The Avocats Sans Frontières team is delighted to present its latest annual report.
We have come a long way since ASF was founded in 1992 by a group of Belgian lawyers. Over these 30 years, hundreds of people have contributed to making the organisation what it is today: a militant organisation active in a dozen countries, working to promote access to justice and the rule of law based on human rights, in close collaboration with local actors.
These thirty years of action, the local roots we have developed and the links we have forged with human rights defenders from the four corners of the world give us a great deal of strength and confidence as we look to the future and continue to deploy impactful action in the service of populations in vulnerable situations (women, children, the LGBTQI+ community, ethnic minorities, people in detention, people in migration, etc.).
But the challenges are many. All over the world, civil society organisations and human rights defenders are faced with worrying developments and trends: the rise of authoritarianism, the shrinking of civic space, growing public distrust of institutions, heightened social tensions, etc.
Defenders of human rights and access to justice have to work in contexts that are increasingly hostile to them. The very notions of human rights and the rule of law are being called into question. Activists, lawyers and journalists working to defend the fundamental rights of populations in vulnerable situations are increasingly systematically targeted by repressive policies.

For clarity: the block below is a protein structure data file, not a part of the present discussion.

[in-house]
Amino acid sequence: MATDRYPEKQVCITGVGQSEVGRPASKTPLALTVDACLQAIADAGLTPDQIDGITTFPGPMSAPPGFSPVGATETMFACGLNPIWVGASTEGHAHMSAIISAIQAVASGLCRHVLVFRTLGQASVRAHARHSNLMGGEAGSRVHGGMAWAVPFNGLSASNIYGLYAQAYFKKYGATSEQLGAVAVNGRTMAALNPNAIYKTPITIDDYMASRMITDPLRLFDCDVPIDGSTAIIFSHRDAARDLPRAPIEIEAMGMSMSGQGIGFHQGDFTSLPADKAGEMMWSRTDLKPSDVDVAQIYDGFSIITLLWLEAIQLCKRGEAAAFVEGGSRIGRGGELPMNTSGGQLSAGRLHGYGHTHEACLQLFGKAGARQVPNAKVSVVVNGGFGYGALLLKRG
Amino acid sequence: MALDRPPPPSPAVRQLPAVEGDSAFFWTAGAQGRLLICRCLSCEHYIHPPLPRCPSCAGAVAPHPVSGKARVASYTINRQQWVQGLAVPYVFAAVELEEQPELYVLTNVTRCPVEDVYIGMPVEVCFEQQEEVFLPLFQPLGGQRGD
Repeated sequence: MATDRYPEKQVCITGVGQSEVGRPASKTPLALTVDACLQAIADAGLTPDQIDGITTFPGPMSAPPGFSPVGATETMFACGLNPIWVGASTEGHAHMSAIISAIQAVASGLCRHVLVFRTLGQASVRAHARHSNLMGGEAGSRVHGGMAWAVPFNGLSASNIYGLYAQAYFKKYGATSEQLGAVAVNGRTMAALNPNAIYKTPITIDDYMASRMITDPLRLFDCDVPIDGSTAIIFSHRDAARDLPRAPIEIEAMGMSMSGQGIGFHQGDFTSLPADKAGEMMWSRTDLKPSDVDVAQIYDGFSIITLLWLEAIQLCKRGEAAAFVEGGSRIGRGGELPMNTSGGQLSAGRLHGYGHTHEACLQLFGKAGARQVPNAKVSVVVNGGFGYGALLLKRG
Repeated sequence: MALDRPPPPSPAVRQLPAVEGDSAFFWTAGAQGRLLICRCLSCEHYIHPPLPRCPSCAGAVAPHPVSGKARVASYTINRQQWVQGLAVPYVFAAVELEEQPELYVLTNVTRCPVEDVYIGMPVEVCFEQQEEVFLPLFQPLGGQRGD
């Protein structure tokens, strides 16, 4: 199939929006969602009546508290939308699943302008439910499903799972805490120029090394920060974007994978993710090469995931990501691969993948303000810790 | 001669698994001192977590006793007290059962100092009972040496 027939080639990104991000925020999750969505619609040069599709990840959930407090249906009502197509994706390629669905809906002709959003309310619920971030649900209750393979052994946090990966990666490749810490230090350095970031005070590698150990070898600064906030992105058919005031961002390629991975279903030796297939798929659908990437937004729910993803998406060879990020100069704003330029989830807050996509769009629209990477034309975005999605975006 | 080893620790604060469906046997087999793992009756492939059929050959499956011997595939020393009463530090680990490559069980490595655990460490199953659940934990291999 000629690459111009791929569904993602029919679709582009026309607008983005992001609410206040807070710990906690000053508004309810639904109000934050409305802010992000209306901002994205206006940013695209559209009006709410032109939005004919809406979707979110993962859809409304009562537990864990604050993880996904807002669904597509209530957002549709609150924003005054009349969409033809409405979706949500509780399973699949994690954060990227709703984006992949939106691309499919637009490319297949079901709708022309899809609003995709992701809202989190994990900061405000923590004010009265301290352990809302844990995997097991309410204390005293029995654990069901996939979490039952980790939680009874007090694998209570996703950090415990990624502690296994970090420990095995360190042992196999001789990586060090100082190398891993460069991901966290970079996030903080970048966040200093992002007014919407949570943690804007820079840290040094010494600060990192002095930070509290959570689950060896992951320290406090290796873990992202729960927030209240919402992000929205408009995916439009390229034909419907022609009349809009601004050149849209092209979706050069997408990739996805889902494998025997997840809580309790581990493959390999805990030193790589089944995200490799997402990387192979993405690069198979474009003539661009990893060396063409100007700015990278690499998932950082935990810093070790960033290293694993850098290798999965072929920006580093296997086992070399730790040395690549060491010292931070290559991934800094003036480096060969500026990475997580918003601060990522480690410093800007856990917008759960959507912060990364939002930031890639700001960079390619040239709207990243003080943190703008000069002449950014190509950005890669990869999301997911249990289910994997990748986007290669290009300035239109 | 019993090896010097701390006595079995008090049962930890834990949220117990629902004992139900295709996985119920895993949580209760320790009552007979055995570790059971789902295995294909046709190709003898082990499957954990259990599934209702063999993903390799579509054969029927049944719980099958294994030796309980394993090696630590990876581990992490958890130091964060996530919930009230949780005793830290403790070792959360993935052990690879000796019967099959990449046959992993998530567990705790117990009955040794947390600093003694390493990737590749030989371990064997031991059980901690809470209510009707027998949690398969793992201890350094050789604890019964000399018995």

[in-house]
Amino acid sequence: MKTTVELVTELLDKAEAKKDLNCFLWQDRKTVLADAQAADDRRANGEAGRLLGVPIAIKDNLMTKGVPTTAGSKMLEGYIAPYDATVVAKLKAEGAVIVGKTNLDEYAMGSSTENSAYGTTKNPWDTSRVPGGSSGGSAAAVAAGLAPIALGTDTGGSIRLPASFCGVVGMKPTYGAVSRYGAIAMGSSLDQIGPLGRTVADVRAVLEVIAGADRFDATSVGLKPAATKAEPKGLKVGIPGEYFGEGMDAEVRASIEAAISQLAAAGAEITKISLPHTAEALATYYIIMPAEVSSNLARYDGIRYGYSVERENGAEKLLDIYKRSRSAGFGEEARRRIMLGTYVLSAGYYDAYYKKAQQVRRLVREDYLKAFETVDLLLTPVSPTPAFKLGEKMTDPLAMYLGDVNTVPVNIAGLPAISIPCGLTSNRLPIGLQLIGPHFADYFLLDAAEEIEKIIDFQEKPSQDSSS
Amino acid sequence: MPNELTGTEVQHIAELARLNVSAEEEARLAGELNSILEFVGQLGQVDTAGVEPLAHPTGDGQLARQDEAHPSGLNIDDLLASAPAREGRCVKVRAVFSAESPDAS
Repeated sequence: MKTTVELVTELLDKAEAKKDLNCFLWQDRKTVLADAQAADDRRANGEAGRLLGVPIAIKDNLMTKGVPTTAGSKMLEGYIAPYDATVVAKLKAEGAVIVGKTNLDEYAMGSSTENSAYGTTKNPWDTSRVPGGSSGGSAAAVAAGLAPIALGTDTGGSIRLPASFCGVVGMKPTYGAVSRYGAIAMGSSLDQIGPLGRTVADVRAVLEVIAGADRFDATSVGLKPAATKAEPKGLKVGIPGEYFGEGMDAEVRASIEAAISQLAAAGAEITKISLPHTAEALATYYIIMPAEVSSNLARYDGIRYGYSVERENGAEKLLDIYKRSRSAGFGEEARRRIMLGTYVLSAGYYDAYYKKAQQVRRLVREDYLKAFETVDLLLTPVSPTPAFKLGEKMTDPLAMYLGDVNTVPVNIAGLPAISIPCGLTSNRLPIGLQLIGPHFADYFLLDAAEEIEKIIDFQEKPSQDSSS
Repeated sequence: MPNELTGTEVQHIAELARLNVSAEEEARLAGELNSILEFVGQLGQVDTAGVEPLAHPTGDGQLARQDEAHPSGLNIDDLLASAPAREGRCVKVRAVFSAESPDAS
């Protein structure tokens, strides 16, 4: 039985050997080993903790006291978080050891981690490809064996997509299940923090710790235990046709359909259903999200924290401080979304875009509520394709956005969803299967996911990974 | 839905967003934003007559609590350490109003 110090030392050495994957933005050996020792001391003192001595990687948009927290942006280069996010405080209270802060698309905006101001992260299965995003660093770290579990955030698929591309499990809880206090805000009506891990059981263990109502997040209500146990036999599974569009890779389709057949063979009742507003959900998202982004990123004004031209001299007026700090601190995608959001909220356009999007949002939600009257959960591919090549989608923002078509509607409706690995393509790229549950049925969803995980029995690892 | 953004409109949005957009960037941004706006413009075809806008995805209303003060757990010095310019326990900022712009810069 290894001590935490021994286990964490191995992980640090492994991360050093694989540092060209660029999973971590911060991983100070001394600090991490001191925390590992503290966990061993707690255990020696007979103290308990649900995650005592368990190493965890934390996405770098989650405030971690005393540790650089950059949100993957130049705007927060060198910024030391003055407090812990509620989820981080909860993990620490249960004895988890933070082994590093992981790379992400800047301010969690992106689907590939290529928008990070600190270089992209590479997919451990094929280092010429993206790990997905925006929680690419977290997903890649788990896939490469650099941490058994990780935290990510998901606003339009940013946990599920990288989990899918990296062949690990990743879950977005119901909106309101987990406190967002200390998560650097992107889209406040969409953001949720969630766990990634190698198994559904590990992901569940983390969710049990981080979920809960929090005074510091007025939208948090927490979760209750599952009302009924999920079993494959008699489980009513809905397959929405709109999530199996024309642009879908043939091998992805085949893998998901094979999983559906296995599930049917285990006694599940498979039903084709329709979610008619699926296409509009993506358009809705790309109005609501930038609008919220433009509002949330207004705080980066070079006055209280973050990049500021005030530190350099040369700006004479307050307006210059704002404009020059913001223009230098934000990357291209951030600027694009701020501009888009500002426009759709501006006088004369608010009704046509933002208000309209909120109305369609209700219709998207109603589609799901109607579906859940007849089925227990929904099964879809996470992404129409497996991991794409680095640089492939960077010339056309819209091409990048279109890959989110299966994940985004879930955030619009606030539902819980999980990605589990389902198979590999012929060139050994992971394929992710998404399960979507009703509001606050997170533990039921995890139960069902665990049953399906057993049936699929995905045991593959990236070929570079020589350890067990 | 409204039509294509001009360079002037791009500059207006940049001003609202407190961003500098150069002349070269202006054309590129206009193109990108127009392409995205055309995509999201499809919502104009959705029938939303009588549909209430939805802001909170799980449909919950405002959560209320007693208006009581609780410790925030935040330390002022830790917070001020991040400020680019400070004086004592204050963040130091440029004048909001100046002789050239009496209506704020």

Every page of this report bears witness to the vigour of the flame that drives those who are committed to upholding human rights at the very heart of our societies, at the risk and peril of their own freedom. This report is a tribute to each and every one of them.
At the 10th ExPEERience Talk, Nadia Ben Halim (consultant) and Zeineb Mrouki (Programme coordinator at ASF Tunisie) will present a study on corporate responsibility with regard to human rights in the textile sector in the governorate of Monastir in Tunisia.
The textile industry is now worth 3,000 billion dollars and is one of the world’s most important economic sectors. In Tunisia, clothing production accounts for a quarter of the country’s industrial output in terms of gross domestic product, making it a central sector of the Tunisian economy. However, for years, human rights organisations and official reports have documented systemic violations of workers’ rights (undignified working conditions, informal and illegal work, etc.). Among the companies guilty of flagrant violations of workers’ rights are many subcontractors of multinational companies. These systematically fail to meet their obligations and apply the duty of care throughout the supply chain, as required by international standards.